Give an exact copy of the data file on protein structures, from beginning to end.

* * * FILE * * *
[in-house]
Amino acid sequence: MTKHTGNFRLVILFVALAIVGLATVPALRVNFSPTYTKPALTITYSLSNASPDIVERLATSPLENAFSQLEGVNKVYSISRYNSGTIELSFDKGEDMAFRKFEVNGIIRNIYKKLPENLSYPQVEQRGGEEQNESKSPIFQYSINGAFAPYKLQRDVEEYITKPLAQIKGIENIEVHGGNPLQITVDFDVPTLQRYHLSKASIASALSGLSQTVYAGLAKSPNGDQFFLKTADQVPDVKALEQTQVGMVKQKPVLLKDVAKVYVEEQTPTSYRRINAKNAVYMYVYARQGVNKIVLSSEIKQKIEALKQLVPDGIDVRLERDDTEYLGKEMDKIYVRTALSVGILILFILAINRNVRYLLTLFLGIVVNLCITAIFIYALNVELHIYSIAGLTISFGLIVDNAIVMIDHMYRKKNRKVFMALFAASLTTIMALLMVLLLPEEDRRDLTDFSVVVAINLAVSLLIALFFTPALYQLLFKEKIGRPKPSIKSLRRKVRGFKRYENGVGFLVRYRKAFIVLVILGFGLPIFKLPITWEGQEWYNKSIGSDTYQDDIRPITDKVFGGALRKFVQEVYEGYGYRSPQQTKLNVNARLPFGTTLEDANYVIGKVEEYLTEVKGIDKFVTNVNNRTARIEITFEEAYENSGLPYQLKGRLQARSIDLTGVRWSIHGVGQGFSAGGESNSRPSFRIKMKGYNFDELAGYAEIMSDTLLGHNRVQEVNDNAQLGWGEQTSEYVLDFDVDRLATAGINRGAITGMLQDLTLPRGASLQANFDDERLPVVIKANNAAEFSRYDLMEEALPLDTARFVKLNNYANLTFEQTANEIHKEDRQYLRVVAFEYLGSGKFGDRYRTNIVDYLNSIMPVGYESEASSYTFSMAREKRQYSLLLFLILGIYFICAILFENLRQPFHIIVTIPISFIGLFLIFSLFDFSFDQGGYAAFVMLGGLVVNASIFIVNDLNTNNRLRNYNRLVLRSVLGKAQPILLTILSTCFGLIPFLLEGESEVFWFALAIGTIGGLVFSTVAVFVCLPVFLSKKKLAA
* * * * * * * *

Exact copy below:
[in-house]
Amino acid sequence: MTKHTGNFRLVILFVALAIVGLATVPALRVNFSPTYTKPALTITYSLSNASPDIVERLATSPLENAFSQLEGVNKVYSISRYNSGTIELSFDKGEDMAFRKFEVNGIIRNIYKKLPENLSYPQVEQRGGEEQNESKSPIFQYSINGAFAPYKLQRDVEEYITKPLAQIKGIENIEVHGGNPLQITVDFDVPTLQRYHLSKASIASALSGLSQTVYAGLAKSPNGDQFFLKTADQVPDVKALEQTQVGMVKQKPVLLKDVAKVYVEEQTPTSYRRINAKNAVYMYVYARQGVNKIVLSSEIKQKIEALKQLVPDGIDVRLERDDTEYLGKEMDKIYVRTALSVGILILFILAINRNVRYLLTLFLGIVVNLCITAIFIYALNVELHIYSIAGLTISFGLIVDNAIVMIDHMYRKKNRKVFMALFAASLTTIMALLMVLLLPEEDRRDLTDFSVVVAINLAVSLLIALFFTPALYQLLFKEKIGRPKPSIKSLRRKVRGFKRYENGVGFLVRYRKAFIVLVILGFGLPIFKLPITWEGQEWYNKSIGSDTYQDDIRPITDKVFGGALRKFVQEVYEGYGYRSPQQTKLNVNARLPFGTTLEDANYVIGKVEEYLTEVKGIDKFVTNVNNRTARIEITFEEAYENSGLPYQLKGRLQARSIDLTGVRWSIHGVGQGFSAGGESNSRPSFRIKMKGYNFDELAGYAEIMSDTLLGHNRVQEVNDNAQLGWGEQTSEYVLDFDVDRLATAGINRGAITGMLQDLTLPRGASLQANFDDERLPVVIKANNAAEFSRYDLMEEALPLDTARFVKLNNYANLTFEQTANEIHKEDRQYLRVVAFEYLGSGKFGDRYRTNIVDYLNSIMPVGYESEASSYTFSMAREKRQYSLLLFLILGIYFICAILFENLRQPFHIIVTIPISFIGLFLIFSLFDFSFDQGGYAAFVMLGGLVVNASIFIVNDLNTNNRLRNYNRLVLRSVLGKAQPILLTILSTCFGLIPFLLEGESEVFWFALAIGTIGGLVFSTVAVFVCLPVFLSKKKLAA